Gangster Squad (2013)

Rating: ***
Release Date: 1/11/13
Cast: Josh Brolin, Ryan Gosling, Sean Penn, Emma Stone, Nick Nolte, Anthony Mackie, Giovanni Ribisi, Robert Patrick, Michael Peña, Mireille Enos

A stylish and colorful gangster film that falls somewhere between "L.A. Confidential" and "Dick Tracy" (1990). Mickey Cohen (stunning Sean Penn) is an ambitious gangster who moves to Los Angeles with the intention of ruling the entire west coast. The police chief (grizzled Nick Nolte) is helpless against Cohen's influence, so he recruits a hot-headed cop named John O'Mara (Josh Brolin) to covertly smash Cohen's operation and run him out of town. O'Mara, in turn, pulls together a small team of misfits to get the job done, which puts into motion an increasingly dangerous game of destruction, violence, and retribution.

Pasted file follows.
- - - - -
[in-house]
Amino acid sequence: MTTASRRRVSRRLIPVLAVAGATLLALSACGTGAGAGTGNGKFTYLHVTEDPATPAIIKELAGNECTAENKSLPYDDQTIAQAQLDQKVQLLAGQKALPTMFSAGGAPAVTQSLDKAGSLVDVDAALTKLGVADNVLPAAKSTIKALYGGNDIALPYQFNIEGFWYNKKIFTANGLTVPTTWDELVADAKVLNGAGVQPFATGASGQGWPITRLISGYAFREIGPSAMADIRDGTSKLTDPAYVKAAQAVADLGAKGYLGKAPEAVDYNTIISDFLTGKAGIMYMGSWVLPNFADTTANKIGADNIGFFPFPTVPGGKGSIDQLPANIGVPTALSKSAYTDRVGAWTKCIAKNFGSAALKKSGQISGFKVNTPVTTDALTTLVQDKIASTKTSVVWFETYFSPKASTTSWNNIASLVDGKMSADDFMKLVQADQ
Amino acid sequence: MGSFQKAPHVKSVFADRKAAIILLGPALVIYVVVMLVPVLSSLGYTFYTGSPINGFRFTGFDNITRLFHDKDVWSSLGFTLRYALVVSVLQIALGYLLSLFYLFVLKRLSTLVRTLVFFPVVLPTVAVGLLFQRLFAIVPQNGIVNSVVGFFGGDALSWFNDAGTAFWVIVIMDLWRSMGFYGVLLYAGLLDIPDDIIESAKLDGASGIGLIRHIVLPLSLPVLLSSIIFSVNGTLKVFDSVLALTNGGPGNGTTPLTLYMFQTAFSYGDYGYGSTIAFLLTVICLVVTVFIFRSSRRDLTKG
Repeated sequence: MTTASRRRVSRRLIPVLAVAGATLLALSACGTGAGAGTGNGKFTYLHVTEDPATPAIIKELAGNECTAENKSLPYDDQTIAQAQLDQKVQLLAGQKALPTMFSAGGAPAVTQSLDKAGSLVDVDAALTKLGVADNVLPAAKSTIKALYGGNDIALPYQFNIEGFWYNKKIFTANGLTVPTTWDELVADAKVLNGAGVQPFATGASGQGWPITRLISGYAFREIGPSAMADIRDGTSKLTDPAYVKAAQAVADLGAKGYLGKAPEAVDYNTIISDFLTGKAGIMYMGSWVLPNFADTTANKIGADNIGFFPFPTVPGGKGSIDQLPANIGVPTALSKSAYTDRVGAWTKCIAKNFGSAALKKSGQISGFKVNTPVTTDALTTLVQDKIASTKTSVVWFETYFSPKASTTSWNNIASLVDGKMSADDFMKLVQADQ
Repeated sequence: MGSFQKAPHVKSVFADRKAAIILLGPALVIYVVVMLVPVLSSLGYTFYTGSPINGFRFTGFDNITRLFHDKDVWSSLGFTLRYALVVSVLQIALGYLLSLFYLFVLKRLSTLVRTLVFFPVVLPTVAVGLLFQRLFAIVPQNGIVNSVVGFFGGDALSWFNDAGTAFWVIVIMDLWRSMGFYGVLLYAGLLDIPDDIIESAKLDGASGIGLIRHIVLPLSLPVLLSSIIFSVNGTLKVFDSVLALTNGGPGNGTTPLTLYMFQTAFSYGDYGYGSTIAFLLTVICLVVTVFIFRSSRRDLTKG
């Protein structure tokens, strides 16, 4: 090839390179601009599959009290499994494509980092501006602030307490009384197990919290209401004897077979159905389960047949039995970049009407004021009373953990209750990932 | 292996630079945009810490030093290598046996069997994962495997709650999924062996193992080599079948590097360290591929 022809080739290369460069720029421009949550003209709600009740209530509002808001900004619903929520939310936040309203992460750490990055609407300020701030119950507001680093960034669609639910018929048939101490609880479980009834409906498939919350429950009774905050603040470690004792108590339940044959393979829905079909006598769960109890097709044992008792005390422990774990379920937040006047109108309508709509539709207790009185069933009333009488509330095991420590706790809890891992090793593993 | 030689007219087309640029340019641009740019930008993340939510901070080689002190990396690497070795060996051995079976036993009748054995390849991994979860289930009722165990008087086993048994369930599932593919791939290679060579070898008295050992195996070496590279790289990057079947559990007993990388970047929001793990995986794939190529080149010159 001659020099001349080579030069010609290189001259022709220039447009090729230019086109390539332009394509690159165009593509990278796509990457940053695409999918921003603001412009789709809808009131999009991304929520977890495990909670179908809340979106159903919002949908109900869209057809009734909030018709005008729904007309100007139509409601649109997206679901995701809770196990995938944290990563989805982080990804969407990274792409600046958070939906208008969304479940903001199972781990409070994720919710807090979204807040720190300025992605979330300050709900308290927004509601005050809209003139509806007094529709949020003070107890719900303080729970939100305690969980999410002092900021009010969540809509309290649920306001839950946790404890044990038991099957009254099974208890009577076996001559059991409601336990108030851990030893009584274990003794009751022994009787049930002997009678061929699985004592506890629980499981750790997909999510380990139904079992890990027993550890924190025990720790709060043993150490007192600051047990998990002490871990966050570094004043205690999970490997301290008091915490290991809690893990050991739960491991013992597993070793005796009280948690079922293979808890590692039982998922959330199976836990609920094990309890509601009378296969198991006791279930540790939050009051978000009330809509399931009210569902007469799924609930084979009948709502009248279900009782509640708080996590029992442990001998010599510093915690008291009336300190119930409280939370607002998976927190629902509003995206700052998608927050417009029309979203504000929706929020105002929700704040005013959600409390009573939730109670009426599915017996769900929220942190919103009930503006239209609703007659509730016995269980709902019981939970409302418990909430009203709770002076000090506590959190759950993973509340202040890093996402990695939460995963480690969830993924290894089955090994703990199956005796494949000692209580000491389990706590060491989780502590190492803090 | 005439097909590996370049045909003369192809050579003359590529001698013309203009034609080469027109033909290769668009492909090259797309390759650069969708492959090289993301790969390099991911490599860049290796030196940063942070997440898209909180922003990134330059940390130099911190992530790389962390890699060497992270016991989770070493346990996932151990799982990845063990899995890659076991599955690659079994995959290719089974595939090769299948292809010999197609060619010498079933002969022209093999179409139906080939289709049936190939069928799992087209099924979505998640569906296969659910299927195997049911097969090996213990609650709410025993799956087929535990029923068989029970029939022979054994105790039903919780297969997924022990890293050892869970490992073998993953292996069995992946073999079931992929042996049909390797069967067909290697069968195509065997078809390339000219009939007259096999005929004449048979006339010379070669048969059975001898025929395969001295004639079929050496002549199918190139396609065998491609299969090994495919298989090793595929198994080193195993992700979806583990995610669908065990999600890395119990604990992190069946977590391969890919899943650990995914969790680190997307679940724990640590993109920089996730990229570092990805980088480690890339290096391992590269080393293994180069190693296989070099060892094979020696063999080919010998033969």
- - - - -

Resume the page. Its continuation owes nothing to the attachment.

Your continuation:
The film is a predictable and somewhat disappointing exercise in style over substance, but it never fails to entertain. The charismatic cast is the film's biggest strength, and Sean Penn's creepy portrayal of Cohen is so powerful that you can't keep your eyes off of him. You also can't keep your eyes off of Ryan Gosling, who is impossibly sexy and exploding with seductive charm. It hardly seems fair to bundle that much sexy into one man, and now I understand why he makes the ladies swoon. Josh Brolin is great as a tough and idealistic cop, and his entire team (Anthony Mackie, Giovanni Ribisi, Michael Peña, and an unrecognizable Robert Patrick) is delightful. The film is gorgeous and the sets are bright, colorful, and full of flair. The action scenes are tense and exciting, and there's a lot more gunplay than I was expecting. Unfortunately, the film suffered a massive blow as the result of a movie theater shooting in Colorado during the summer of 2012. The most compelling scene in the film's trailer was a movie theater shooting, and in light of the Colorado tragedy, the filmmakers decided to remove that sequence and delay the film's release until January 2013. It's unfortunate that such a strong piece of film had to be sacrificed for the sake of social conscience. Would its inclusion have made the film noticeably better? Probably not, but it's certainly noteworthy as a superb set piece.